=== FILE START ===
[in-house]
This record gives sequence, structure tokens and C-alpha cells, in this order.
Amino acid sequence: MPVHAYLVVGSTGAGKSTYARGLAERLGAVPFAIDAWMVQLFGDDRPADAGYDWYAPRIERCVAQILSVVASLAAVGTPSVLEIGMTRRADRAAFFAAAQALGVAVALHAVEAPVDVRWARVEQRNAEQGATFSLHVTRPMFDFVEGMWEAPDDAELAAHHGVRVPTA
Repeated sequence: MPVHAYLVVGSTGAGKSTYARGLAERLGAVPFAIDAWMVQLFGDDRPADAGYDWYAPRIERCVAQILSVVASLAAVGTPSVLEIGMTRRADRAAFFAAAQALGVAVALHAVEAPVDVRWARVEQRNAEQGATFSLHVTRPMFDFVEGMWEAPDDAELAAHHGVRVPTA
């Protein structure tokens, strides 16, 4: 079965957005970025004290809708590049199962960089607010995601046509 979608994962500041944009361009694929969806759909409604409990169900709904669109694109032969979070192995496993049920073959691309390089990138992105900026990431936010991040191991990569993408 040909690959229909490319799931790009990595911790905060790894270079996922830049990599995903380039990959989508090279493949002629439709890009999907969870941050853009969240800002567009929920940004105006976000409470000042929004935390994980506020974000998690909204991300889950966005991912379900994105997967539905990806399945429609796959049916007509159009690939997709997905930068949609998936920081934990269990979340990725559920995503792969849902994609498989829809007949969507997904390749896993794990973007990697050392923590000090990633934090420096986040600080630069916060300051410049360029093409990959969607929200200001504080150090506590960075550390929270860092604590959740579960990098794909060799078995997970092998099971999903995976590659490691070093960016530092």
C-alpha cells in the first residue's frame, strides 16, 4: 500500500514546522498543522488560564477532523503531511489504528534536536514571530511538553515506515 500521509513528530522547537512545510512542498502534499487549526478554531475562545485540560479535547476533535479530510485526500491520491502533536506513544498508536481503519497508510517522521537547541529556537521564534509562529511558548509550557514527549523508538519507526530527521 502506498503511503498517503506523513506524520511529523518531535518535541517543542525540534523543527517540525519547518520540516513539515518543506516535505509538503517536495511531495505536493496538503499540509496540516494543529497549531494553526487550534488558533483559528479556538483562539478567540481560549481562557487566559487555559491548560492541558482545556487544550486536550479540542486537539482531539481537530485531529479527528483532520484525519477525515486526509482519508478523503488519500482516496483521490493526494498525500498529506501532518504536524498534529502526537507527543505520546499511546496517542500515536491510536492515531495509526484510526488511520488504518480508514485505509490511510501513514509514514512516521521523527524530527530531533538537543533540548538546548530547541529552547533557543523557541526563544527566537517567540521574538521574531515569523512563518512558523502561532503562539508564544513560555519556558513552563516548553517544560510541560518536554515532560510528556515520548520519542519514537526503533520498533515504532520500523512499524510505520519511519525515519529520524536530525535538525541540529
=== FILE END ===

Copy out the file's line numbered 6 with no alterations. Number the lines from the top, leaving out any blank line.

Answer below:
C-alpha cells in the first residue's frame, strides 16, 4: 500500500514546522498543522488560564477532523503531511489504528534536536514571530511538553515506515 500521509513528530522547537512545510512542498502534499487549526478554531475562545485540560479535547476533535479530510485526500491520491502533536506513544498508536481503519497508510517522521537547541529556537521564534509562529511558548509550557514527549523508538519507526530527521 502506498503511503498517503506523513506524520511529523518531535518535541517543542525540534523543527517540525519547518520540516513539515518543506516535505509538503517536495511531495505536493496538503499540509496540516494543529497549531494553526487550534488558533483559528479556538483562539478567540481560549481562557487566559487555559491548560492541558482545556487544550486536550479540542486537539482531539481537530485531529479527528483532520484525519477525515486526509482519508478523503488519500482516496483521490493526494498525500498529506501532518504536524498534529502526537507527543505520546499511546496517542500515536491510536492515531495509526484510526488511520488504518480508514485505509490511510501513514509514514512516521521523527524530527530531533538537543533540548538546548530547541529552547533557543523557541526563544527566537517567540521574538521574531515569523512563518512558523502561532503562539508564544513560555519556558513552563516548553517544560510541560518536554515532560510528556515520548520519542519514537526503533520498533515504532520500523512499524510505520519511519525515519529520524536530525535538525541540529